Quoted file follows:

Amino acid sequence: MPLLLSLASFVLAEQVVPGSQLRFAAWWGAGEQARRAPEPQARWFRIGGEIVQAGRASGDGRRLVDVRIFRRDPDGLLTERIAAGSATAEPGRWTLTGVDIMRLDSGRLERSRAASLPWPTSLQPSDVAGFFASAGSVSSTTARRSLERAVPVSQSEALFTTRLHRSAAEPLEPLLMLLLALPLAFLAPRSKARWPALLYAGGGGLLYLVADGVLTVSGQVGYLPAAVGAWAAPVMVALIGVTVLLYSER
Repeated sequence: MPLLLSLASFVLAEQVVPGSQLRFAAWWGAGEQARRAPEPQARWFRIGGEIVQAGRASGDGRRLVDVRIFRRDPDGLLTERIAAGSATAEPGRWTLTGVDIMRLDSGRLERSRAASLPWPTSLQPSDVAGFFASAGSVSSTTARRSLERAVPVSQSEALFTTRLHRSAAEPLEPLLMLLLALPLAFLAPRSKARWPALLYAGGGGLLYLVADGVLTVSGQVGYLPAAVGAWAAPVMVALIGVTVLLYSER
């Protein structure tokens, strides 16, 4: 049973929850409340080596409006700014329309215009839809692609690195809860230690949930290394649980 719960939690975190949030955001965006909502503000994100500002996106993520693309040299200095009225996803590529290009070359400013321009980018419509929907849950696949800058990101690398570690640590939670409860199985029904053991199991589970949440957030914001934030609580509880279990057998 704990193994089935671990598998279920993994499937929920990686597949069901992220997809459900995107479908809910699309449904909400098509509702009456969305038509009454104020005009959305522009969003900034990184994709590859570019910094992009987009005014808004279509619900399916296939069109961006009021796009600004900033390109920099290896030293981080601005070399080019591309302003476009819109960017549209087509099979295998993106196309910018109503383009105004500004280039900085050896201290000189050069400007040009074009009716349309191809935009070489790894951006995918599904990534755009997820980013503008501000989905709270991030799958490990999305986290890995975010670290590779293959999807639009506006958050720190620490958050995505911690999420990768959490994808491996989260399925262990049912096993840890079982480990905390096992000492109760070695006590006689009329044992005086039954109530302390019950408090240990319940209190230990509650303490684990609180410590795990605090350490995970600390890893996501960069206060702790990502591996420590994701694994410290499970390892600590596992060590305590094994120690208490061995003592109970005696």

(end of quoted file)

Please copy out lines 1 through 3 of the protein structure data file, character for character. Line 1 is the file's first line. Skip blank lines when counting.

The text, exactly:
Amino acid sequence: MPLLLSLASFVLAEQVVPGSQLRFAAWWGAGEQARRAPEPQARWFRIGGEIVQAGRASGDGRRLVDVRIFRRDPDGLLTERIAAGSATAEPGRWTLTGVDIMRLDSGRLERSRAASLPWPTSLQPSDVAGFFASAGSVSSTTARRSLERAVPVSQSEALFTTRLHRSAAEPLEPLLMLLLALPLAFLAPRSKARWPALLYAGGGGLLYLVADGVLTVSGQVGYLPAAVGAWAAPVMVALIGVTVLLYSER
Repeated sequence: MPLLLSLASFVLAEQVVPGSQLRFAAWWGAGEQARRAPEPQARWFRIGGEIVQAGRASGDGRRLVDVRIFRRDPDGLLTERIAAGSATAEPGRWTLTGVDIMRLDSGRLERSRAASLPWPTSLQPSDVAGFFASAGSVSSTTARRSLERAVPVSQSEALFTTRLHRSAAEPLEPLLMLLLALPLAFLAPRSKARWPALLYAGGGGLLYLVADGVLTVSGQVGYLPAAVGAWAAPVMVALIGVTVLLYSER
């Protein structure tokens, strides 16, 4: 049973929850409340080596409006700014329309215009839809692609690195809860230690949930290394649980 719960939690975190949030955001965006909502503000994100500002996106993520693309040299200095009225996803590529290009070359400013321009980018419509929907849950696949800058990101690398570690640590939670409860199985029904053991199991589970949440957030914001934030609580509880279990057998 704990193994089935671990598998279920993994499937929920990686597949069901992220997809459900995107479908809910699309449904909400098509509702009456969305038509009454104020005009959305522009969003900034990184994709590859570019910094992009987009005014808004279509619900399916296939069109961006009021796009600004900033390109920099290896030293981080601005070399080019591309302003476009819109960017549209087509099979295998993106196309910018109503383009105004500004280039900085050896201290000189050069400007040009074009009716349309191809935009070489790894951006995918599904990534755009997820980013503008501000989905709270991030799958490990999305986290890995975010670290590779293959999807639009506006958050720190620490958050995505911690999420990768959490994808491996989260399925262990049912096993840890079982480990905390096992000492109760070695006590006689009329044992005086039954109530302390019950408090240990319940209190230990509650303490684990609180410590795990605090350490995970600390890893996501960069206060702790990502591996420590994701694994410290499970390892600590596992060590305590094994120690208490061995003592109970005696």